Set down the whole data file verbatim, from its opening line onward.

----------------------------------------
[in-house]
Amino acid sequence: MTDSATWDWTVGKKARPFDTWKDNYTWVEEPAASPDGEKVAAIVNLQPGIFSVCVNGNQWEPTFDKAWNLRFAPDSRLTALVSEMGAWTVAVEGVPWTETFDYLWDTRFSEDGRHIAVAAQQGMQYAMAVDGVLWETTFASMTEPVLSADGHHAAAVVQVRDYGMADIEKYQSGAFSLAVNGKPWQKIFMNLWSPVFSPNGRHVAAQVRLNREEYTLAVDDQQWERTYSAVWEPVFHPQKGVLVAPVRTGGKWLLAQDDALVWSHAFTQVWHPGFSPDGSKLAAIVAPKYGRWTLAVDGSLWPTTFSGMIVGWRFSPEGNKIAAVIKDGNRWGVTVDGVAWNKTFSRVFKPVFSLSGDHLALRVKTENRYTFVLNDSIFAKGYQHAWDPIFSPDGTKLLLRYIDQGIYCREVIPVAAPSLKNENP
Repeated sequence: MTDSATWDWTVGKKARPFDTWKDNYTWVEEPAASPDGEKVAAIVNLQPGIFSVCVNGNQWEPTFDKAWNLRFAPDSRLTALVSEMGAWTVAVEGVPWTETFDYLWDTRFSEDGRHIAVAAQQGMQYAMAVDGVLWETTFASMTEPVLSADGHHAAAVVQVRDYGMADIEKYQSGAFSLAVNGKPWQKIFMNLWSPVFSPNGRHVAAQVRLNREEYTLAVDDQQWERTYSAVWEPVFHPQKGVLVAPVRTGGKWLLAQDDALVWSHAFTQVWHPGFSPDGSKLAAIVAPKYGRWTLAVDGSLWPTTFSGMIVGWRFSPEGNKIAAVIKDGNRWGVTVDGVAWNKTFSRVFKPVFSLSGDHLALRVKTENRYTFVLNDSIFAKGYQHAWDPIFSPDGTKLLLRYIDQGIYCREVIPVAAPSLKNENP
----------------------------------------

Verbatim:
[in-house]
Amino acid sequence: MTDSATWDWTVGKKARPFDTWKDNYTWVEEPAASPDGEKVAAIVNLQPGIFSVCVNGNQWEPTFDKAWNLRFAPDSRLTALVSEMGAWTVAVEGVPWTETFDYLWDTRFSEDGRHIAVAAQQGMQYAMAVDGVLWETTFASMTEPVLSADGHHAAAVVQVRDYGMADIEKYQSGAFSLAVNGKPWQKIFMNLWSPVFSPNGRHVAAQVRLNREEYTLAVDDQQWERTYSAVWEPVFHPQKGVLVAPVRTGGKWLLAQDDALVWSHAFTQVWHPGFSPDGSKLAAIVAPKYGRWTLAVDGSLWPTTFSGMIVGWRFSPEGNKIAAVIKDGNRWGVTVDGVAWNKTFSRVFKPVFSLSGDHLALRVKTENRYTFVLNDSIFAKGYQHAWDPIFSPDGTKLLLRYIDQGIYCREVIPVAAPSLKNENP
Repeated sequence: MTDSATWDWTVGKKARPFDTWKDNYTWVEEPAASPDGEKVAAIVNLQPGIFSVCVNGNQWEPTFDKAWNLRFAPDSRLTALVSEMGAWTVAVEGVPWTETFDYLWDTRFSEDGRHIAVAAQQGMQYAMAVDGVLWETTFASMTEPVLSADGHHAAAVVQVRDYGMADIEKYQSGAFSLAVNGKPWQKIFMNLWSPVFSPNGRHVAAQVRLNREEYTLAVDDQQWERTYSAVWEPVFHPQKGVLVAPVRTGGKWLLAQDDALVWSHAFTQVWHPGFSPDGSKLAAIVAPKYGRWTLAVDGSLWPTTFSGMIVGWRFSPEGNKIAAVIKDGNRWGVTVDGVAWNKTFSRVFKPVFSLSGDHLALRVKTENRYTFVLNDSIFAKGYQHAWDPIFSPDGTKLLLRYIDQGIYCREVIPVAAPSLKNENP